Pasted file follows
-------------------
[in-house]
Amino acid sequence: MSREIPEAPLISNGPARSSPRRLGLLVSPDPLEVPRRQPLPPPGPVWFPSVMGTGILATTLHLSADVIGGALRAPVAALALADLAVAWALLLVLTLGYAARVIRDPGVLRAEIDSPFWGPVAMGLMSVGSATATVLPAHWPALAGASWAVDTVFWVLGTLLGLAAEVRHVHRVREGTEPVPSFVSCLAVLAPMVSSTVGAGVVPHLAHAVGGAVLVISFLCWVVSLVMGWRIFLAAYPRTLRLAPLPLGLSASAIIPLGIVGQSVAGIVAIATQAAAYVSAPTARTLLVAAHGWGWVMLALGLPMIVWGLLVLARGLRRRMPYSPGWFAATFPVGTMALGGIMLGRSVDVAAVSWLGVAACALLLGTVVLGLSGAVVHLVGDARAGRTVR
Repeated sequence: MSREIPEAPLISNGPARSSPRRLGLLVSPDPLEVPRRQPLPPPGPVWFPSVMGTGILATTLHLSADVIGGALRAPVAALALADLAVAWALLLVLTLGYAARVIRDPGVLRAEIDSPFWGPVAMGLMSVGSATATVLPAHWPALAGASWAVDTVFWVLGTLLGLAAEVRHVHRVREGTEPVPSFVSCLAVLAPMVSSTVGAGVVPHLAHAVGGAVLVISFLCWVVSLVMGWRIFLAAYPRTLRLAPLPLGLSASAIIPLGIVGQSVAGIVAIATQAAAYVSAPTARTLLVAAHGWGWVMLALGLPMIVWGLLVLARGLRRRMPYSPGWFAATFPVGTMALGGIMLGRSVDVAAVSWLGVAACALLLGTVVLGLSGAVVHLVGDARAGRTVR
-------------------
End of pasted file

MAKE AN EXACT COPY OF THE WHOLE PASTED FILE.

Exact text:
[in-house]
Amino acid sequence: MSREIPEAPLISNGPARSSPRRLGLLVSPDPLEVPRRQPLPPPGPVWFPSVMGTGILATTLHLSADVIGGALRAPVAALALADLAVAWALLLVLTLGYAARVIRDPGVLRAEIDSPFWGPVAMGLMSVGSATATVLPAHWPALAGASWAVDTVFWVLGTLLGLAAEVRHVHRVREGTEPVPSFVSCLAVLAPMVSSTVGAGVVPHLAHAVGGAVLVISFLCWVVSLVMGWRIFLAAYPRTLRLAPLPLGLSASAIIPLGIVGQSVAGIVAIATQAAAYVSAPTARTLLVAAHGWGWVMLALGLPMIVWGLLVLARGLRRRMPYSPGWFAATFPVGTMALGGIMLGRSVDVAAVSWLGVAACALLLGTVVLGLSGAVVHLVGDARAGRTVR
Repeated sequence: MSREIPEAPLISNGPARSSPRRLGLLVSPDPLEVPRRQPLPPPGPVWFPSVMGTGILATTLHLSADVIGGALRAPVAALALADLAVAWALLLVLTLGYAARVIRDPGVLRAEIDSPFWGPVAMGLMSVGSATATVLPAHWPALAGASWAVDTVFWVLGTLLGLAAEVRHVHRVREGTEPVPSFVSCLAVLAPMVSSTVGAGVVPHLAHAVGGAVLVISFLCWVVSLVMGWRIFLAAYPRTLRLAPLPLGLSASAIIPLGIVGQSVAGIVAIATQAAAYVSAPTARTLLVAAHGWGWVMLALGLPMIVWGLLVLARGLRRRMPYSPGWFAATFPVGTMALGGIMLGRSVDVAAVSWLGVAACALLLGTVVLGLSGAVVHLVGDARAGRTVR